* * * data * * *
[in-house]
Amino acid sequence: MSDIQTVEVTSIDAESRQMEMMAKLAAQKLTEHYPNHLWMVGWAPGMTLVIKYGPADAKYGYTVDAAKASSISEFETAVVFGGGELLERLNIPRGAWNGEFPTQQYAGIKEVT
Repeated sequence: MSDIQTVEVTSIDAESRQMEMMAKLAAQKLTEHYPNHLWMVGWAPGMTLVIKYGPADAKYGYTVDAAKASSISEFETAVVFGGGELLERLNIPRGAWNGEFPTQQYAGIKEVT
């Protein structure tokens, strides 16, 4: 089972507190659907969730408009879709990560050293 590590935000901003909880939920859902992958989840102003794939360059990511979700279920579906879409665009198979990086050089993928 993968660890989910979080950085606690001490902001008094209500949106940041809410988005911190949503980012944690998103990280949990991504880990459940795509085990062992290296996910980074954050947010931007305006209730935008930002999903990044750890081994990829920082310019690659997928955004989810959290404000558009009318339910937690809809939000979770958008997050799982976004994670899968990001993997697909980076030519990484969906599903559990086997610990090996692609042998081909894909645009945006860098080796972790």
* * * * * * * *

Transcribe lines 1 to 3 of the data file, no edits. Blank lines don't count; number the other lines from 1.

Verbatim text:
[in-house]
Amino acid sequence: MSDIQTVEVTSIDAESRQMEMMAKLAAQKLTEHYPNHLWMVGWAPGMTLVIKYGPADAKYGYTVDAAKASSISEFETAVVFGGGELLERLNIPRGAWNGEFPTQQYAGIKEVT
Repeated sequence: MSDIQTVEVTSIDAESRQMEMMAKLAAQKLTEHYPNHLWMVGWAPGMTLVIKYGPADAKYGYTVDAAKASSISEFETAVVFGGGELLERLNIPRGAWNGEFPTQQYAGIKEVT